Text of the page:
Parris goes further. He thinks a case can be made for a Judeo-Islamic tradition, since, among other similarities, both are unitarian rather than trinitarian, both believe in the ideal of a theocracy, and both are iconoclastic and opposed to the veneration of sacred objects. In the same way, he says, a case can be made for a Christian-Islamic tradition, since, unlike Judaism, they are not tied to "racial self-consciousness or blood-inheritance," and therefore try to convert the nations. "Finally," writes Parris, "though Judaism has its mystics it is by instinct suspicious of persons claiming divine inspiration. But Christianity and Islam were born in ‘witness’ (by Christ and Muhammad) and are impressed by new instances. Both are (in the polite sense) hysterical religions, where Judaism can sound like an immensely wise highway code. Both (unlike Judaism) have been attended by alleged miracles. Both (especially, in Islam, the Shi’ites) have a central place for passion. Though Islam and Christianity have often fought, they are fighting for similar ground. Judaism is in many ways, the odd one out."

In sum, the talk about Judeo-Christian values is the language of secular liberalism. "Properly understood, the two religions and their values are so very different. Yet the two peoples—if peoples we be—are no longer very different. It is easy to explain why. In Europe, most modern Christians and most modern Jews no longer take their religions very seriously. It is in our escape from our respective faiths, not in our adherence to them, that European Jews and European Christians find shared values and can speak of a common tradition. We come from two utterly different places but we are now traveling together. We are both traveling away from our ancient faiths."

Mr. Parris is no doubt right in thinking that some who speak about a Judeo-Christian tradition are in flight from both Judaism and Christianity. But this does not explain the fact that there are intellectually astute and religiously serious Jews and Christians who also speak of a Judeo-Christian tradition. The usage reflects the degree, commonly slighted by secularists, to which Western culture has been shaped by biblical religion. Admittedly, the influence was and is overwhelmingly Christian, but in this century, and especially in the last fifty years, there has been a genuine discovery by Christians of the irrevocably Jewish character of Jesus and the faith of his followers. In terms of substantive belief, historical experience, and present cultural reality, the Christian connection with Islam is in no way comparable, and is in most respects antithetical. In Romans 9 through 11, for example, it is true that St. Paul does not speak of the Judeo-Christian tradition, but only because it would have been inconceivable to him that Jesus the Christ could be separated from the Jewish story of salvation.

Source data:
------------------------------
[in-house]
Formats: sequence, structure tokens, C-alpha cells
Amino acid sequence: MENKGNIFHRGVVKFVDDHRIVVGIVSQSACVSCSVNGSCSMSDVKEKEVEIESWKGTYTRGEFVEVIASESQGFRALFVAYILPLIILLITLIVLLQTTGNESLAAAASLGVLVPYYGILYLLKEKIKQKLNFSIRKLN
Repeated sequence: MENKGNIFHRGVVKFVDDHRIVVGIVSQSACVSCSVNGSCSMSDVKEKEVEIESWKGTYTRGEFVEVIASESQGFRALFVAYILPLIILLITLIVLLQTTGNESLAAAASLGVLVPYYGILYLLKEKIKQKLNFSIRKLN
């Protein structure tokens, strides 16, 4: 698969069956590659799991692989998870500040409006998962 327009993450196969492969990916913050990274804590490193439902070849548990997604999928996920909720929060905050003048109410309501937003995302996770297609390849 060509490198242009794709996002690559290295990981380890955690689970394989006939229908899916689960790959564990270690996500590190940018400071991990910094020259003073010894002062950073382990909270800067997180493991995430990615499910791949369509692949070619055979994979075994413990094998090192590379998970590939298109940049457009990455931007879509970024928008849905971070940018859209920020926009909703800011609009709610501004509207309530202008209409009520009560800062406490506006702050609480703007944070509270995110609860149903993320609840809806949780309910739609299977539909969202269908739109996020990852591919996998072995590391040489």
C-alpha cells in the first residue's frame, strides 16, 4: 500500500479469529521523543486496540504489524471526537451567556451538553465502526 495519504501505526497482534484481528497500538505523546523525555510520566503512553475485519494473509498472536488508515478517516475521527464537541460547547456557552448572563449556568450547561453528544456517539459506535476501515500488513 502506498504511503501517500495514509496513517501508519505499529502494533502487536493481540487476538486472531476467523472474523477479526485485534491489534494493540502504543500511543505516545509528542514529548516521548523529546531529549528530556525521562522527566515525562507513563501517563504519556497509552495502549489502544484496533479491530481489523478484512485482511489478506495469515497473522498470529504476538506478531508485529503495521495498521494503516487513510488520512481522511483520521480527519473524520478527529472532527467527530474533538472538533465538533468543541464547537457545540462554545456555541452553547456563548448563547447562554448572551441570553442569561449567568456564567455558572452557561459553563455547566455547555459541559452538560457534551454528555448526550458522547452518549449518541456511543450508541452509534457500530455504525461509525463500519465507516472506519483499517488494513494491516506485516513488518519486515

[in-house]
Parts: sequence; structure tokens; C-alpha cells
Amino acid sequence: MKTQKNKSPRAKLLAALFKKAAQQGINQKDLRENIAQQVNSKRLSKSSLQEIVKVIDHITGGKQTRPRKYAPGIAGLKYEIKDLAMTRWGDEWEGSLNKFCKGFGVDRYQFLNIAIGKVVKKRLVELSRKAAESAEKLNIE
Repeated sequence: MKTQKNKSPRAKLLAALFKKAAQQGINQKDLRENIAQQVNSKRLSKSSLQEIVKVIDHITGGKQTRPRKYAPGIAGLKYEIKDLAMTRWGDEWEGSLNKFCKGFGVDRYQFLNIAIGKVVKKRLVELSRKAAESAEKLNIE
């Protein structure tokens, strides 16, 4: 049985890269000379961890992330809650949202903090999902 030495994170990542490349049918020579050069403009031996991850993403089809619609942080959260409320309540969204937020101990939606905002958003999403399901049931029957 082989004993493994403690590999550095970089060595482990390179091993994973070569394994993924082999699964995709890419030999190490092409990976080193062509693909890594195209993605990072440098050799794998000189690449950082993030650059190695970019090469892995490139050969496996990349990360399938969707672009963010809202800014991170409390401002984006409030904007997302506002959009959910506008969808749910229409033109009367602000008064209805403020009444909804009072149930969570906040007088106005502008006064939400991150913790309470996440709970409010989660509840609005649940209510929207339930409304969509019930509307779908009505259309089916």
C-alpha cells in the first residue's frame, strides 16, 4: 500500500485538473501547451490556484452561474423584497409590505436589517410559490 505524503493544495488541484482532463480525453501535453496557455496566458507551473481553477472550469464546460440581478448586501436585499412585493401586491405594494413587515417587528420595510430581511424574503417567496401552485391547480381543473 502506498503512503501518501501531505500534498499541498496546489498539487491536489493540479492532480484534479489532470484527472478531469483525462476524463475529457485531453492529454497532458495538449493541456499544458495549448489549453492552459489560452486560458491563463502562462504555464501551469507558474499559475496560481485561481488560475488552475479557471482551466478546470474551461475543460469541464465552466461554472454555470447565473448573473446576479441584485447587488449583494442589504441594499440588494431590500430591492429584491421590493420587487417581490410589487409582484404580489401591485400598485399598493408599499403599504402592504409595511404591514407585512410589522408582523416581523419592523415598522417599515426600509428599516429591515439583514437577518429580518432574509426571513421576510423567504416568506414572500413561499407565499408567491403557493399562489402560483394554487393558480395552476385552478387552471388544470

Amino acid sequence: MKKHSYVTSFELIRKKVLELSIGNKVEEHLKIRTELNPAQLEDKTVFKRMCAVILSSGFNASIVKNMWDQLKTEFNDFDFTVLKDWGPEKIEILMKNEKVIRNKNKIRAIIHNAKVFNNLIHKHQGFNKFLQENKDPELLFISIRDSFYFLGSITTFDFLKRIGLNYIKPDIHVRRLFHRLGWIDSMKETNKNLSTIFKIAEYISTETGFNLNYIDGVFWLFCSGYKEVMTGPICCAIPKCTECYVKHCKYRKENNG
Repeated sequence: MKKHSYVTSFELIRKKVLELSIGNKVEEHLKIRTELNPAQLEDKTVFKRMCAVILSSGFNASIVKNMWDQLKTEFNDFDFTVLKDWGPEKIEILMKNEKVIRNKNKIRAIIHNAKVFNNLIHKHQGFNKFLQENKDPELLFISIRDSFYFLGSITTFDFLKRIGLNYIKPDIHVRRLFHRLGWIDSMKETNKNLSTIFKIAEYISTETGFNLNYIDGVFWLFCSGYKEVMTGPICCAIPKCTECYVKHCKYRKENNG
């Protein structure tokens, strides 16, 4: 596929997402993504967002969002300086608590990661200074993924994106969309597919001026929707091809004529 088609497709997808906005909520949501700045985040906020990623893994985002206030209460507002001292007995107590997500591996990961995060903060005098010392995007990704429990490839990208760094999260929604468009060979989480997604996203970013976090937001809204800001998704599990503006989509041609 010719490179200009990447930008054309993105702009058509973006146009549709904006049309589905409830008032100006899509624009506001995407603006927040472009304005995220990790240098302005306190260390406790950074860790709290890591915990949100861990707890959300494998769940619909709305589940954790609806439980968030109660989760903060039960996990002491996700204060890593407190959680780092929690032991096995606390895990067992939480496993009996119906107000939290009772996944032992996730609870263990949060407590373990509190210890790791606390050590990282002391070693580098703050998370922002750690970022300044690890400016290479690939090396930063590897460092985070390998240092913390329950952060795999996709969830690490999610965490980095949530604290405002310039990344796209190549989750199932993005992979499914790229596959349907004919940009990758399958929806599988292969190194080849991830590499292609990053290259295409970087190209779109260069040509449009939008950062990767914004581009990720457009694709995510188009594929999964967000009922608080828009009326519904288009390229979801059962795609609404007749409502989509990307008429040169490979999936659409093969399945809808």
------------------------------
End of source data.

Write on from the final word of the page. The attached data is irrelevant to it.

Mr. Parris suspects that the phrase Judeo-Christian began in America "as a way of saying ‘Christian values’ without leaving Jewish people out." It is a matter of manners. There is no doubt truth in that as well. I hear a good many Christians speak of "Judeo-Christian values" who have in no way internalized the theological and historical bonds between Judaism and Christianity. On the other hand, good manners—as in civility—are not to be despised. At a much deeper level, however, the unprecedented development in this century is that many committed Jews and Christians have come to understand that they share one story. For many reasons, this could happen only in America. Neither in Europe nor in Israel has the relationship between Jews and Christians made possible the kind of dialogue we know here.